This 12th edition of "Salon du Vintage" in Paris will have a section dedicated to Vinyl and an exhibition of the famous Elipson vintage speakers - with tons of speakers - literally - on loan from Jullien of Passion Elipson's fame
I am sure the new/old BS50 will be on display. So for your dose of nostalgia, rush to the "Enceintes en Blanc" event in Le Marais this week-end. Check their website for details: http://salonduvintage.com
Santa Claus included in His shipment of goodies this lovely, simple and inexpensive new toy - and I gather my friend Len Wallis had a hand in this this...
But between my own travels, visitors from overseas and...work, I have not had a chance to try this wonderful addition to my hifi kingdom.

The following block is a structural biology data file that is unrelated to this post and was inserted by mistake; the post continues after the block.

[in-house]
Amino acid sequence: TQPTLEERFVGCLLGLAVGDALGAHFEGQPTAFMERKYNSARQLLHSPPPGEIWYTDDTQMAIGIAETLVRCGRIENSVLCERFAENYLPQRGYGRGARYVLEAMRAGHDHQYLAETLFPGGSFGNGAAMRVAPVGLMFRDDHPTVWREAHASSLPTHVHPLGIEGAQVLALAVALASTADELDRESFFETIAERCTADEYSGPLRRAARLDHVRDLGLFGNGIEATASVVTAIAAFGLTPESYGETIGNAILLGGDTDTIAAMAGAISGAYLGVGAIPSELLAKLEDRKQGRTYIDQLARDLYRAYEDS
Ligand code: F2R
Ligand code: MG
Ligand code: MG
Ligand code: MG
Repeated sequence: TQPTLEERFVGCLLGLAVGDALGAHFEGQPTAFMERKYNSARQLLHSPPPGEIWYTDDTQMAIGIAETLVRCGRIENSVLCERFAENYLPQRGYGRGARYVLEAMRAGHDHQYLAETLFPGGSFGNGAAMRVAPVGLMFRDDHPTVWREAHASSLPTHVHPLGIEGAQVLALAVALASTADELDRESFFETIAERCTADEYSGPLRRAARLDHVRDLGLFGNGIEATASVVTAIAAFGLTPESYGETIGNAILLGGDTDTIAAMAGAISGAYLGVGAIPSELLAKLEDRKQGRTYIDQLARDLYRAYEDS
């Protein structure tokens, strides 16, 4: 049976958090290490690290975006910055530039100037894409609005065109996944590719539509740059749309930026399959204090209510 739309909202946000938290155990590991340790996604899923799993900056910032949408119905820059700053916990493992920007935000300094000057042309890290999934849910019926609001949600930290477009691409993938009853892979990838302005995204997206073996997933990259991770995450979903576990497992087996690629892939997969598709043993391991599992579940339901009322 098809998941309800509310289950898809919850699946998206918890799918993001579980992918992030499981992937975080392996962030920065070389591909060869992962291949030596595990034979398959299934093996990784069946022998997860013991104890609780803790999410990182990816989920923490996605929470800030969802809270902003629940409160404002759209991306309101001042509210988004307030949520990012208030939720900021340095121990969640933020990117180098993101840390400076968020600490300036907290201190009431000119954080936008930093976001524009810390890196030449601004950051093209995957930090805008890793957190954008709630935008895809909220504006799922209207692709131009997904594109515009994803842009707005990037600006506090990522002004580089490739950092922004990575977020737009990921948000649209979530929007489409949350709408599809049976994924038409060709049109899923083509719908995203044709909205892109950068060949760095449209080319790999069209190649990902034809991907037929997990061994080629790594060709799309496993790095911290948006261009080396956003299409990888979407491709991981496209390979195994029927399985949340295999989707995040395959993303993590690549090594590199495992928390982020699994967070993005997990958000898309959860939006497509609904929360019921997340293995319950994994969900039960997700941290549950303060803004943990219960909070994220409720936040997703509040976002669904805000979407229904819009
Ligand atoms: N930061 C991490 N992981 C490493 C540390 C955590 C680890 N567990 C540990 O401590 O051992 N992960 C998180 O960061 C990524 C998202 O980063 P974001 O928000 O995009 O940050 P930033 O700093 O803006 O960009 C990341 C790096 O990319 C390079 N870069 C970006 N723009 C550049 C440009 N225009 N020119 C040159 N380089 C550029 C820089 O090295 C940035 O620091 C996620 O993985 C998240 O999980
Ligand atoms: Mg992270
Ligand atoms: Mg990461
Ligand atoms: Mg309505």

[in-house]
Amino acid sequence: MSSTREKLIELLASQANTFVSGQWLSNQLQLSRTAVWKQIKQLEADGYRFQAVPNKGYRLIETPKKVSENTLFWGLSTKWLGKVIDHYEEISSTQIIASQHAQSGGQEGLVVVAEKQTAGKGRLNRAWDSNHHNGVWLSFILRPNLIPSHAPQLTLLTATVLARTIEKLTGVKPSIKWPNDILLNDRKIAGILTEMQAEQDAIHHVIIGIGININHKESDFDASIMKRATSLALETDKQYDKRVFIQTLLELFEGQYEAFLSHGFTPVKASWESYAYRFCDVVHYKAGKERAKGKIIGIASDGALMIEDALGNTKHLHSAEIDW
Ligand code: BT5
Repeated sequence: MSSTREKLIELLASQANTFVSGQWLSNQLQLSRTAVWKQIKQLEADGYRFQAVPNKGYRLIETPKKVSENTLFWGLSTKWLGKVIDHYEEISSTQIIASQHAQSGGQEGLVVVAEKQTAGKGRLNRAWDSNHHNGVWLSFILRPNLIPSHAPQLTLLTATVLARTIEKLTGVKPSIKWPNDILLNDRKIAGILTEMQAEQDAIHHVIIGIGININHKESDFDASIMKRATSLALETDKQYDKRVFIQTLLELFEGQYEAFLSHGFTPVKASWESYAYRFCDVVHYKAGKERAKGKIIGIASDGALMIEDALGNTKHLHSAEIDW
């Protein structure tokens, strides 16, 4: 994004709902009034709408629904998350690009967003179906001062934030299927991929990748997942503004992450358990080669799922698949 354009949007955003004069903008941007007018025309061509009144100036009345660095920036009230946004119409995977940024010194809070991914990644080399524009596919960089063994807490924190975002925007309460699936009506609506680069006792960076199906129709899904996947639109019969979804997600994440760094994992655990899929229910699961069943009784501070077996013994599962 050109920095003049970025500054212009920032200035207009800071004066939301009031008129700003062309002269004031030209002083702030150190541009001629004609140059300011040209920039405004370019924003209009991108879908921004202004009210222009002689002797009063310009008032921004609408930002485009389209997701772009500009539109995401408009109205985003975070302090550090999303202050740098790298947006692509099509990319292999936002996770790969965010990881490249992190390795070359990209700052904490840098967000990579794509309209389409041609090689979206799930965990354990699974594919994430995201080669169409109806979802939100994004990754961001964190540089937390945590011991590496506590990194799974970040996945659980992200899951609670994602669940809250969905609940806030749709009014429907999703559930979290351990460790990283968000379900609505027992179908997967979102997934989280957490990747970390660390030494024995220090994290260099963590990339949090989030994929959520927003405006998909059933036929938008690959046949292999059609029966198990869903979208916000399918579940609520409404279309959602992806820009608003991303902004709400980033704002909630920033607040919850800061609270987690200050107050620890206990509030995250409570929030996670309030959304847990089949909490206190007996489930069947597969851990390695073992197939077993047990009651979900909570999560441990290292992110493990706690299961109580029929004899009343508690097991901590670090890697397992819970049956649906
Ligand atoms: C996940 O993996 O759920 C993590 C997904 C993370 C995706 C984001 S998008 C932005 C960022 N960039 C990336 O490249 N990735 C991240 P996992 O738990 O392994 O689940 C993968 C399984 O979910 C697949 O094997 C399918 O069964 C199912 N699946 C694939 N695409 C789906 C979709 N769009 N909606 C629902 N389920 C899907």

We are experiencing a very strong storm here in Sydney, really the tail of a cyclone hitting the Coast 6 hours drive north, so it is a good time to set it up (a breeze...sic) and clean a few records and take the time to listen to the results.
First cab off the rank is "Parsley, Sage, Rosemary and Thyme" by Simon and Garfunkel, a 1969 CBS record pressed in Holland and purchased in Paris for 49.00 francs, which was quite a sum at the time) which has seen many needles and turntables over the years (Dual 1219, Clement for a few nights, ERA 455, Rega Planar 3 since 194, and more recently Rega P1 branded NAD. BTW, as my daughter is in Paris for six months, I have pinched the glass platter of her (my old...) Planar 3 and installed it in the P1 which brings a significant improvement to the overall sound.
Back to cleaning, after three spins clockwise and three counterclockwise and a good dry with the special doth provided, it has to be said that most of the surface noise is gone, and it brings clarity to the whole affair. For sure, there is still audible noise in the groove in between songs, indicating that the brushes are not doing a great job in the depth of the groove, but gently clean the upper part of it satisfactorily to bring back the music to a very low level of noise free enjoyment.